Kraepelin - dementia praecox ("insanity at an early age," believed it was a biological cause)
Bleuler - schizophrenia ("split mind," person has gone to an inner world)
What is the incidence of schizophrenia in the U.S.?
What are the DSM-IV criteria for schizophrenia?
Criterion A (at least 2 symptoms, at least 2 mos in current phase)

delusions (firmly held false beliefs)

grandeur (famous/powerful)
control (others trying to control you)
thought broadcasting (others hear your thoughts)
persecution (others plotting against you, want to kill you)
reference (everything that happens is related to you)
thought withdrawal (others removing thoughts from your mind)

hallucinations - auditory, visual, tactile, olfactory, gustatory
disorganized speech - derailment, neologisms
disorganized behavior - catatonic
negative symptoms

flat affect - little/no emotion
anhedonia - inability to feel pleasure
avolition - lack of motivation
alogia - lack of meaningful speech

Criterion B - social/occupational dysfunction
Criterion C - duration of symptoms at least 6 months total
What are some of the problems in defining schizophrenia?
criteria more exact now, so those diagnosed before 1980 may have a different diagnosis
inability to verify hallucinations
Laing - mythical construct (symptoms exist but what we call schizophrenia is really several different d/o's
What are the most common subtypes of schizophrenia?
paranoid & undifferentiated
What are the criteria for Paranoid Schizophrenia?
1+ delusions; frequent hallucinations (auditory); delusions of grandeur and persecution; gradual onset
What are the criteria for Disorganized Schizophrenia?
all symptoms in Criterion A are prominent; severe disorganization; delusions usually sexual, religious, or persecutory; become infantile (baby talk); silly smile; anal stage; obscene behavior
What are the criteria for Catatonic Schizophrenia?
A least 2 of the following:

motoric immobility(stupor), excessive motor activity, extreme negativism/mutism; peculiar movements; echolalia/echophraxia

waxy flexibility, sudden onset, primary symptom is motor disturbance, can be violent, aware of things while in stupor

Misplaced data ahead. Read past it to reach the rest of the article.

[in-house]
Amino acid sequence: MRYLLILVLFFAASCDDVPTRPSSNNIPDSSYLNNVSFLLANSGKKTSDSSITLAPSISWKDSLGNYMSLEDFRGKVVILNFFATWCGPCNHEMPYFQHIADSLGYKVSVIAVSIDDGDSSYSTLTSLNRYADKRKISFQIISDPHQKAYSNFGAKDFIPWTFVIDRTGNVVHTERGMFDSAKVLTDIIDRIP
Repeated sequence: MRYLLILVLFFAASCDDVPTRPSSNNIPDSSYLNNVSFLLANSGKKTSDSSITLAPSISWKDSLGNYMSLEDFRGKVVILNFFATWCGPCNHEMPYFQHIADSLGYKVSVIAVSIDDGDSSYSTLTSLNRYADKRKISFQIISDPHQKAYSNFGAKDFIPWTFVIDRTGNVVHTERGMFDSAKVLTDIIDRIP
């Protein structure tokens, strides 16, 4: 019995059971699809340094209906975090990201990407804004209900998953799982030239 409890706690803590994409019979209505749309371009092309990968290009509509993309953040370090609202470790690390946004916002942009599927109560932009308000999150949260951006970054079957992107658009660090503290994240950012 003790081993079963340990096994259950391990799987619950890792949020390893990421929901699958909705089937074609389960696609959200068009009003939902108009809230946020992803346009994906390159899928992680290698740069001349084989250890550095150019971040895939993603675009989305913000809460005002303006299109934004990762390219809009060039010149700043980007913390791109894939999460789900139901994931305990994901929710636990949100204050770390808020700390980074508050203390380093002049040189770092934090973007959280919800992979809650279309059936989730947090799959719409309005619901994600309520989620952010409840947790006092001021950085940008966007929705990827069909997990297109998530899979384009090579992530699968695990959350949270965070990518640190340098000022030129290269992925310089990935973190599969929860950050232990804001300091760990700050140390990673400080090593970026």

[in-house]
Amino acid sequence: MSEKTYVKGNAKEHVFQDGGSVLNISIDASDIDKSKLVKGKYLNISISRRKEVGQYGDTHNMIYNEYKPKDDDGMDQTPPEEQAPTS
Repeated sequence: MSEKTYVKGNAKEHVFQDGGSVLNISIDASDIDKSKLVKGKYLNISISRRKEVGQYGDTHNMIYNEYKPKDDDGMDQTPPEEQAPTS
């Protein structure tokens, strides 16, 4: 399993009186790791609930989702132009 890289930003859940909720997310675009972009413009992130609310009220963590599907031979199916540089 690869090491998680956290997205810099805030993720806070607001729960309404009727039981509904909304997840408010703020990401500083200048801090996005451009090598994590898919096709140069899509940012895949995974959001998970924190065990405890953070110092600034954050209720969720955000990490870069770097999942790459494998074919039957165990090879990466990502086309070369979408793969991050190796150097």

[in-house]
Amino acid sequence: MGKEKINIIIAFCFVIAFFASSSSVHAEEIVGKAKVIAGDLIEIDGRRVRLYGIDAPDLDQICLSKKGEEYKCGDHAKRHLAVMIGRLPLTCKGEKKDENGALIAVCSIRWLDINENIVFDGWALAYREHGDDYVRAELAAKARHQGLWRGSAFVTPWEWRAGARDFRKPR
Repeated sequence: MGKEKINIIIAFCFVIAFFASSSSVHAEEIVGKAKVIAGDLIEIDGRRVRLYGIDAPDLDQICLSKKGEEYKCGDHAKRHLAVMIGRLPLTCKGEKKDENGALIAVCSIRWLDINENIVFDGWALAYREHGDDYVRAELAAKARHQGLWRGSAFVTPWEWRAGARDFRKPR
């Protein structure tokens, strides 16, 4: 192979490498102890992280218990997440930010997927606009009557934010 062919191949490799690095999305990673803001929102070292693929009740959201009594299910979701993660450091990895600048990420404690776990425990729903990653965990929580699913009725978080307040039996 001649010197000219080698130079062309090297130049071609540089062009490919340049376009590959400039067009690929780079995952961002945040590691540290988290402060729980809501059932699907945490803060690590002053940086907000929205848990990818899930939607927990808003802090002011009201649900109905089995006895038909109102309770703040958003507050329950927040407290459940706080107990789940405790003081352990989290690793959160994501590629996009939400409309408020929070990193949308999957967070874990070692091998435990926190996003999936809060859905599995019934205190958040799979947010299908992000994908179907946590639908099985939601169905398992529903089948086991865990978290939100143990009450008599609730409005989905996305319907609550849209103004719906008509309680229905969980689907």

What are the criteria for Undifferentiated Schizophrenia?
"wastebasket;" don't clearly fit one of the other 3 types
What are the criteria for Residual Schizophrenia?
recovered, but still showing some mild symptoms
What are the criteria for Schizophreniform D/O?
@ least 1 months of symptoms but < 6 mos
What is the Rule of Thirds?
1/3 have episode, hospitalized, discharged, never experience recurrence
1/3 repeatedly hospitalized
1/3 institutionalized
What do twin studies tell us about schizophrenia?
MZ = 28%, DZ = 6%
What do adoption studies tell us about schizophrenia?
moderate genetic effect; children of schizophrenic mothers may be schizophrenic, antisocial, incarcerated, MR
What is the dopamine hypothesis?
too much dopamine
What have CAT scans and MRI's hypothesized about the cause of schizophrenia?
enlarged ventricles
What tends to occur in the families of children who later become schizophrenics?
double bind communication
What is Pervasive Developmental D/O?
not psychotic; language, social relationships, attention, perception, and affect all severely affected; not developmental delay
What are the criteria for Autism?
CRITERIA: usually onset by 2.5 y.o.; 4-5x more likely in boys; aloof, no interest in others; restricted used of speech (echolalia), ritualistic behavior, stereotyped/repetitive behavior (spinning, hand flapping, head banging); attach to odd objects; need sameness; 75% MR
Autism? Possible causes?
CAUSES: Psychoanalytic--deviant parent-child interactions (Kanner--cold, unresponsive parent); CHICKEN & EGG

Family & Genetic Studies--2-9% of their sibs are autistic (100-200x > general population). Concordance rates--->MZ = 80-90%, DZ = 10%.; mothers who were "emotional refrigerators" (Kanner)

CNS Impairment--fragile X chromosome, tuberous sclerosis (congenital disease associated w/ brain tumors), NF, PKU, intrauterine rubella.